By Erin Caine 
Senior Writer

Even though we’re only about three months into 2018, we’ve already seen a number of noteworthy albums drop this year, such as releases from Camila Cabello, Fall Out Boy, Justin Timberlake, and Stone Temple Pilots. The end of March and the entirety of April promise not only more great music in the coming weeks, but new albums from rising and prominent female musical artists. Though women in the industry have always been pioneers forging ahead, setting new standards, and modifying musical genre as we know it, rarely do they get the recognition they deserve­—and the widespread outrage the Grammys Awards stirred up in January are a clear sign of that. For the sake of remedying that, below is a list of a few of the upcoming releases from female artists this year:

1. “Dirty Computer,” Janelle Monáe. Monáe—not only a singer and songwriter but also a rapper, producer, actress, and model—seems to genuinely do it all, and do it in her own distinctive style.

Late April’s “Dirty Computer” is set to be her third studio album since her acclaimed 2010 debut, “The ArchAndroid.”

Her blend of funk, psychedelic soul, and R&B in her music has garnered her comparisons to the likes of Lauryn Hill, Prince, and Annie Lennox, and yet Monáe has remained utterly original and constantly ambitious throughout her career. Two singles from “Dirty Computer,” “Make Me Feel,” and “Django Jane,” were released simultaneously in February. “Feel” has garnered attention for addressing Monáe’s bisexuality, whereas “Django” is her anthem celebrating black womanhood.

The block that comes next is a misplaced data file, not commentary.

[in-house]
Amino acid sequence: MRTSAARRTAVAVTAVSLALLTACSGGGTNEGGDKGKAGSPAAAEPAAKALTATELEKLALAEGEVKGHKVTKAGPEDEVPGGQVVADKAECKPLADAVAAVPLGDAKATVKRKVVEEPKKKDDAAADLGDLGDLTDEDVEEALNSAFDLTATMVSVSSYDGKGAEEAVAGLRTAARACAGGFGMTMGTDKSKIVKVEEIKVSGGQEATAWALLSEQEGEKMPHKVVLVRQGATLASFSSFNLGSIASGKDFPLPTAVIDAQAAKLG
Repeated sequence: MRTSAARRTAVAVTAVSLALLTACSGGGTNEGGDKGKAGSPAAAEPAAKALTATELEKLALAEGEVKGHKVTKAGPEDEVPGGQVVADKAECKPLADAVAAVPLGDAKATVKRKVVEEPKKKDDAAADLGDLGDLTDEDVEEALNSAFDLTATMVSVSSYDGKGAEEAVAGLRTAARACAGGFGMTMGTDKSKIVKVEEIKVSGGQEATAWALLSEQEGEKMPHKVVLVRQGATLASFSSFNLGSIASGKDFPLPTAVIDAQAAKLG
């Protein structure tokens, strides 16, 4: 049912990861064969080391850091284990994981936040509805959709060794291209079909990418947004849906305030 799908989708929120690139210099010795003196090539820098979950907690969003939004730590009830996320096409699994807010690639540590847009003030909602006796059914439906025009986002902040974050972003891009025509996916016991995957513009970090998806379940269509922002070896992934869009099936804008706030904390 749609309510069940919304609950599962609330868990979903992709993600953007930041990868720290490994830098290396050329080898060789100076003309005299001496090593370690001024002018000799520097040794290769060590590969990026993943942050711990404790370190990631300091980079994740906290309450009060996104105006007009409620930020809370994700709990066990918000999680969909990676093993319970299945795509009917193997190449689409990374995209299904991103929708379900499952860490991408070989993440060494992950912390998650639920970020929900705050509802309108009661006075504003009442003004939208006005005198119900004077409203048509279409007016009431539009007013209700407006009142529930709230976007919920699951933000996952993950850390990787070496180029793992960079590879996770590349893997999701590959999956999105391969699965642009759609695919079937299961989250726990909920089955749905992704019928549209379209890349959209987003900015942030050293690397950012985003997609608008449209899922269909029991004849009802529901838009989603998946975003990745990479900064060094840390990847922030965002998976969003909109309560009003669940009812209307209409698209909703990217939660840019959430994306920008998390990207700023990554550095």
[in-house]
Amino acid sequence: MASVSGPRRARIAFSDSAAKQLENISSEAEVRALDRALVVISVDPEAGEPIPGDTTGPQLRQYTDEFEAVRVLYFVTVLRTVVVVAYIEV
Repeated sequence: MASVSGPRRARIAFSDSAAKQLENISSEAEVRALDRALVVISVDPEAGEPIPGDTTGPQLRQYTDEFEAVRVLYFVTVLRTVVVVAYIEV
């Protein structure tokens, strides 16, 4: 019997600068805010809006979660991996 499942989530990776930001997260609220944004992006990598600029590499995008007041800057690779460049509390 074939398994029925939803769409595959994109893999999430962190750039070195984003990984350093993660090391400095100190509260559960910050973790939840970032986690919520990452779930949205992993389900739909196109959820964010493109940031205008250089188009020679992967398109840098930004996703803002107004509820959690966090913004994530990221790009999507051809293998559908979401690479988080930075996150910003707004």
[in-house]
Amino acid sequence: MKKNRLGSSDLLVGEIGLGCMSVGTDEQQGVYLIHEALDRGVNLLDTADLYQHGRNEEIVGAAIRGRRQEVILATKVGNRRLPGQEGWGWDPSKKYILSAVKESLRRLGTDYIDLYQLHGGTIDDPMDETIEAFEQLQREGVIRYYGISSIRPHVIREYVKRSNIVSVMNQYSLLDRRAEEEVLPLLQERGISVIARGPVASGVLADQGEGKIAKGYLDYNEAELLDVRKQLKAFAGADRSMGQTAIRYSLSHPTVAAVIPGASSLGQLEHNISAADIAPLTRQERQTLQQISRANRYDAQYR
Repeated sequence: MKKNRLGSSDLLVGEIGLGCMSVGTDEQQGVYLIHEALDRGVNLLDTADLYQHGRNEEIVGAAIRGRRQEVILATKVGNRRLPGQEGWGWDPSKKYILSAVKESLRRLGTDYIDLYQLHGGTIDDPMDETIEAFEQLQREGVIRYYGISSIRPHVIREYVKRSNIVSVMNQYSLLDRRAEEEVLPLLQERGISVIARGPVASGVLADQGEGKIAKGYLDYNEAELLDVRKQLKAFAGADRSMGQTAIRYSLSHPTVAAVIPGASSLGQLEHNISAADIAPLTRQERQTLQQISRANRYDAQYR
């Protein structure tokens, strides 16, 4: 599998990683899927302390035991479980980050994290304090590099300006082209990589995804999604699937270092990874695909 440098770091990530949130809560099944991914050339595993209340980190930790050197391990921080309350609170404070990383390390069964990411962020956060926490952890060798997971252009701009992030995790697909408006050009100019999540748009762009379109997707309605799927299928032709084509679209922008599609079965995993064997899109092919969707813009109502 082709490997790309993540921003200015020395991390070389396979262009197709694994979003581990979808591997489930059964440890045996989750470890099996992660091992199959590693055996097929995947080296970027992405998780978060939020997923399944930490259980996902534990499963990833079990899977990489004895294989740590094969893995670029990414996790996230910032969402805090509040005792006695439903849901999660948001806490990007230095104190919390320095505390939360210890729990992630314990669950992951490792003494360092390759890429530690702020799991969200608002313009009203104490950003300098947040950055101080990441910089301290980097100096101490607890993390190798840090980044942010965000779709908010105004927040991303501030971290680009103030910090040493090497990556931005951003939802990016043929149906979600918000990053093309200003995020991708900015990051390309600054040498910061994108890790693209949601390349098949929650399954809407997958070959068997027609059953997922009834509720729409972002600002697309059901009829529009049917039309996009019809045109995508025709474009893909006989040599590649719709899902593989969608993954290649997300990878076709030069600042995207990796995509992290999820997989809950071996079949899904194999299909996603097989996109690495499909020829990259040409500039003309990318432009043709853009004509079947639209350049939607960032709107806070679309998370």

2. “Primal Heart,” Kimbra. New Zealand singer Kimbra’s third studio album, “Primal Heart,” was slated for January, but that date had to be pushed to later in April. For her 2012 collaboration with Gotye in “Somebody That I Used to Know,” she became the third New Zealander in history to win a Grammy—in fact, she won two Grammys that night.)

In addition, Rolling Stone officially named her the “One to Watch” in their 2012 awards. Four singles have been released from the upcoming album so far, including “Everybody Knows” and, most recently, the vulnerable, subdued “Version of Me.” Kimbra is known for her combination of R&B, electronica, indie rock, and other genres, and has been compared to the likes of alternative icons Björk and Florence and the Machine.

3. “Expectations,” Hayley Kiyoko. Though she began her career primarily as an actress, acting in movies like “Lemonade Mouth” and the TV series “The Fosters,” by 2013 Kiyoko had turned to writing and releasing music. Her second extended play, 2015’s “This Side of Paradise,” featured one of her most popular and defining songs to date, “Girls Like Girls.”

Not only is Kiyoko’s music and style exuberant and colorfully charismatic, but she’s also one of very few musical artists, especially in pop music, who explicitly discusses same-sex attraction and lesbian identity in her lyrics.

Many fans see her as a role model and someone they feel represents them in a way that not very many other artists do—up there with the likes of other contemporary LGBTQ artists Troye Sivan, Sam Smith, and Mary Lambert.

The Elm

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